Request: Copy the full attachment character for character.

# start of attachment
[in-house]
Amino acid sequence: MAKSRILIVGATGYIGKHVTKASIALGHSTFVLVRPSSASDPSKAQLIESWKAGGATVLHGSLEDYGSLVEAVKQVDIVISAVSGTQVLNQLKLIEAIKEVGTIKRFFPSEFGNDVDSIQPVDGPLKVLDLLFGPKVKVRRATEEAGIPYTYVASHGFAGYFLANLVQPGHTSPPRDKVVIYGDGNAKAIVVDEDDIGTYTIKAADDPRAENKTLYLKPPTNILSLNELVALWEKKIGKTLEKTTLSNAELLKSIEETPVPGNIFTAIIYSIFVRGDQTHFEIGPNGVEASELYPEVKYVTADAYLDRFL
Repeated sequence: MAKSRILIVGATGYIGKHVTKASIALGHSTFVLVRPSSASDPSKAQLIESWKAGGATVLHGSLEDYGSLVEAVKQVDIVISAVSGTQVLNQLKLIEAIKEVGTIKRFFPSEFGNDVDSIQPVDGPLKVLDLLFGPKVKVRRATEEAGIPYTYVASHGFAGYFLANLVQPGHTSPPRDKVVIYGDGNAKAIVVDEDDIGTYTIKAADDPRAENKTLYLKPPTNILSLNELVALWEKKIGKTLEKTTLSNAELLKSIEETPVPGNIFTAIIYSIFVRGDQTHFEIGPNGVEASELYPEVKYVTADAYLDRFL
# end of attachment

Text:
[in-house]
Amino acid sequence: MAKSRILIVGATGYIGKHVTKASIALGHSTFVLVRPSSASDPSKAQLIESWKAGGATVLHGSLEDYGSLVEAVKQVDIVISAVSGTQVLNQLKLIEAIKEVGTIKRFFPSEFGNDVDSIQPVDGPLKVLDLLFGPKVKVRRATEEAGIPYTYVASHGFAGYFLANLVQPGHTSPPRDKVVIYGDGNAKAIVVDEDDIGTYTIKAADDPRAENKTLYLKPPTNILSLNELVALWEKKIGKTLEKTTLSNAELLKSIEETPVPGNIFTAIIYSIFVRGDQTHFEIGPNGVEASELYPEVKYVTADAYLDRFL
Repeated sequence: MAKSRILIVGATGYIGKHVTKASIALGHSTFVLVRPSSASDPSKAQLIESWKAGGATVLHGSLEDYGSLVEAVKQVDIVISAVSGTQVLNQLKLIEAIKEVGTIKRFFPSEFGNDVDSIQPVDGPLKVLDLLFGPKVKVRRATEEAGIPYTYVASHGFAGYFLANLVQPGHTSPPRDKVVIYGDGNAKAIVVDEDDIGTYTIKAADDPRAENKTLYLKPPTNILSLNELVALWEKKIGKTLEKTTLSNAELLKSIEETPVPGNIFTAIIYSIFVRGDQTHFEIGPNGVEASELYPEVKYVTADAYLDRFL